To put it yet another way: reading is like surveying a forest. Study is like finding a tree, chopping it up into logs. Meditation is like putting them on a fire, in a nice cozy cabin, and enjoying the warmth in the middle of a cold, Minnesota winter.
What About Application?
You may be thinking, “What about application? You’ve been talking about reading and study and meditating; how about application? Shouldn’t we be finding things to do in the Bible everyday?” My advice would be not to have your external life be the conscious focus of your Bible time. I don’t think we need to feel like we have to come away from every day’s reading and studying and meditation with one clear, external “to do” for the day.
Rather, I would say that the way you engage in application in Bible meditation is by applying it to your heart. Try to apply it to your heart everyday. Don’t circumvent the heart and go straight from the head in reading and studying to external actions. Go from taking in the Bible to applying it to your heart in meditation. And then, let the good deeds flow. God will change our external lives in his perfect timing as his Word is applied to our hearts in meditation.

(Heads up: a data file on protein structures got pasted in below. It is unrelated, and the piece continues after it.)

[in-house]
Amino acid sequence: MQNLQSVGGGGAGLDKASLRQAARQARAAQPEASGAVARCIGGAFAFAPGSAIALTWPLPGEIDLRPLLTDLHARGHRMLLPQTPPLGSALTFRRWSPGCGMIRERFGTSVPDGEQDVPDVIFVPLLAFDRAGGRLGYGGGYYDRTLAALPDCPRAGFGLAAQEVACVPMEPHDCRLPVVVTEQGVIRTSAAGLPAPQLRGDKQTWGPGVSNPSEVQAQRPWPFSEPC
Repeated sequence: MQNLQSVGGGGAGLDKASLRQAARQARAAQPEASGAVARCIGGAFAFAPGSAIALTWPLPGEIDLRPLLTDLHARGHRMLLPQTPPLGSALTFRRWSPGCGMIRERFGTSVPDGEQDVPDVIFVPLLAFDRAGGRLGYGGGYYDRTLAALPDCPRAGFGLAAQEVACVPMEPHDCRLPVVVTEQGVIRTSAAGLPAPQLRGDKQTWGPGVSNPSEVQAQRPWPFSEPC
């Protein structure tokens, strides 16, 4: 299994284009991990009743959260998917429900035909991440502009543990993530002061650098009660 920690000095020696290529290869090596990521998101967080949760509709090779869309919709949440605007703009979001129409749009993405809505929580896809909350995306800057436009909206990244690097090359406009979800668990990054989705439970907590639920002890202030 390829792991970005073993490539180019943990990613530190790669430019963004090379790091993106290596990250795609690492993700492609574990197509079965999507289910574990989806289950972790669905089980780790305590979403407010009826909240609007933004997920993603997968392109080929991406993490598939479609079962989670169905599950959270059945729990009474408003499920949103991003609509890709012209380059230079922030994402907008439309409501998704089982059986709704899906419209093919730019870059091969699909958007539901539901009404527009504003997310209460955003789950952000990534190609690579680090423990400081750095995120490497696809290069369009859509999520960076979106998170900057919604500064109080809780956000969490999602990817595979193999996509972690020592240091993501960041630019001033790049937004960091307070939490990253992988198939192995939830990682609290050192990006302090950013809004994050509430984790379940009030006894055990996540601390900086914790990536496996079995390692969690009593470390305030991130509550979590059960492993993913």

As you seek to cultivate your own “habits of grace,” I would encourage you to think outside the box when it comes to Bible intake. Receiving God’s word — hearing his voice in the Scriptures — isn’t just sitting at a desk and reading a Bible (though it can be that), or sitting at a desk with a pen or pencil doing a study. It could also be hearing God’s word read aloud. It could be biblically faithful preaching. It could also be biblically faithful books, articles, or other types of media. And most important of all, it is doing what it takes to pause and ponder, to stop and chew, to seek to apply God’s revealed truth to the your heart through meditation.
Think of ways to diversify the portfolio of God’s voice coming into your life, through reading and studying and meditating on the Bible itself, or through mediated biblical teaching and gospel truths through others.
DAVID MATHIS (@davidcmathis) is executive editor at desiringGod.org and pastor for Cities Church in Minneapolis, Minnesota. He is the author of Habits of Grace: Enjoying Jesus through the Spiritual Disciplines, as well as the companion workbook for individual and group study.
Publication date: March 2, 2016